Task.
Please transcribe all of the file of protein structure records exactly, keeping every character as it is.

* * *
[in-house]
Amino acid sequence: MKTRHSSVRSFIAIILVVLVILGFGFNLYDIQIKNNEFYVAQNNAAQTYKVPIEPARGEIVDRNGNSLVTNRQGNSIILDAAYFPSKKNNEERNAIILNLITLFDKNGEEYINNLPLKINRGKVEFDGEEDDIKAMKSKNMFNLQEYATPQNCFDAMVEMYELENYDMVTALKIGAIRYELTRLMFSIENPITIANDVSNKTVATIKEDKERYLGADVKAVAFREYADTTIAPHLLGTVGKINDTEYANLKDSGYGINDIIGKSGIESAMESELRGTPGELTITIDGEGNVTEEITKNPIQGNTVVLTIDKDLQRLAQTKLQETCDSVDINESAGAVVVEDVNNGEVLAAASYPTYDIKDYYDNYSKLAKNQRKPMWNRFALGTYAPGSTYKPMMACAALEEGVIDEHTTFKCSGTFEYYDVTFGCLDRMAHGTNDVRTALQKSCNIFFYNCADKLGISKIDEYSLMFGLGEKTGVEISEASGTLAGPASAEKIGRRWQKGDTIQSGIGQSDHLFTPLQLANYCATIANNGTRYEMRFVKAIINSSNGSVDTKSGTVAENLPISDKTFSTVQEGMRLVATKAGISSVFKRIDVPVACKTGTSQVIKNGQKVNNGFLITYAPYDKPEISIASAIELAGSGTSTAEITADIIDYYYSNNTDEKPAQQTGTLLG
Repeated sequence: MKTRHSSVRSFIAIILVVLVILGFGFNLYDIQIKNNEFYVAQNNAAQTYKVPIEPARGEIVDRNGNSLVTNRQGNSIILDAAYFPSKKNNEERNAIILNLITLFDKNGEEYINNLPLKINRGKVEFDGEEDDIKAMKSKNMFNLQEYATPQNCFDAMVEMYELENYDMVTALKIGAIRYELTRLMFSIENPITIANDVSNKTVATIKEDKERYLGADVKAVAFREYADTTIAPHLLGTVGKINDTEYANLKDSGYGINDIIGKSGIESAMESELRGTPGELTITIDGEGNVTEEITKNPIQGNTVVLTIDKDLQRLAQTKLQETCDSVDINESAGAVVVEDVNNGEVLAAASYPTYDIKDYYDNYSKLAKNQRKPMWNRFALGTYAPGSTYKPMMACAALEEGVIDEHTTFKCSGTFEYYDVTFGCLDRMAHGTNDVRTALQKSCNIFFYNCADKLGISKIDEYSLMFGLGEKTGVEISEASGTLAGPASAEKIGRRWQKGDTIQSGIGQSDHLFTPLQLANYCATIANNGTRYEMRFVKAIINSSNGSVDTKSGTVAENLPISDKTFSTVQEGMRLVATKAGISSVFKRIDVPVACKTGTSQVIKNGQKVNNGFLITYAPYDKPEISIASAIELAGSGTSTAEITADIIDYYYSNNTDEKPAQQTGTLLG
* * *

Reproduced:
[in-house]
Amino acid sequence: MKTRHSSVRSFIAIILVVLVILGFGFNLYDIQIKNNEFYVAQNNAAQTYKVPIEPARGEIVDRNGNSLVTNRQGNSIILDAAYFPSKKNNEERNAIILNLITLFDKNGEEYINNLPLKINRGKVEFDGEEDDIKAMKSKNMFNLQEYATPQNCFDAMVEMYELENYDMVTALKIGAIRYELTRLMFSIENPITIANDVSNKTVATIKEDKERYLGADVKAVAFREYADTTIAPHLLGTVGKINDTEYANLKDSGYGINDIIGKSGIESAMESELRGTPGELTITIDGEGNVTEEITKNPIQGNTVVLTIDKDLQRLAQTKLQETCDSVDINESAGAVVVEDVNNGEVLAAASYPTYDIKDYYDNYSKLAKNQRKPMWNRFALGTYAPGSTYKPMMACAALEEGVIDEHTTFKCSGTFEYYDVTFGCLDRMAHGTNDVRTALQKSCNIFFYNCADKLGISKIDEYSLMFGLGEKTGVEISEASGTLAGPASAEKIGRRWQKGDTIQSGIGQSDHLFTPLQLANYCATIANNGTRYEMRFVKAIINSSNGSVDTKSGTVAENLPISDKTFSTVQEGMRLVATKAGISSVFKRIDVPVACKTGTSQVIKNGQKVNNGFLITYAPYDKPEISIASAIELAGSGTSTAEITADIIDYYYSNNTDEKPAQQTGTLLG
Repeated sequence: MKTRHSSVRSFIAIILVVLVILGFGFNLYDIQIKNNEFYVAQNNAAQTYKVPIEPARGEIVDRNGNSLVTNRQGNSIILDAAYFPSKKNNEERNAIILNLITLFDKNGEEYINNLPLKINRGKVEFDGEEDDIKAMKSKNMFNLQEYATPQNCFDAMVEMYELENYDMVTALKIGAIRYELTRLMFSIENPITIANDVSNKTVATIKEDKERYLGADVKAVAFREYADTTIAPHLLGTVGKINDTEYANLKDSGYGINDIIGKSGIESAMESELRGTPGELTITIDGEGNVTEEITKNPIQGNTVVLTIDKDLQRLAQTKLQETCDSVDINESAGAVVVEDVNNGEVLAAASYPTYDIKDYYDNYSKLAKNQRKPMWNRFALGTYAPGSTYKPMMACAALEEGVIDEHTTFKCSGTFEYYDVTFGCLDRMAHGTNDVRTALQKSCNIFFYNCADKLGISKIDEYSLMFGLGEKTGVEISEASGTLAGPASAEKIGRRWQKGDTIQSGIGQSDHLFTPLQLANYCATIANNGTRYEMRFVKAIINSSNGSVDTKSGTVAENLPISDKTFSTVQEGMRLVATKAGISSVFKRIDVPVACKTGTSQVIKNGQKVNNGFLITYAPYDKPEISIASAIELAGSGTSTAEITADIIDYYYSNNTDEKPAQQTGTLLG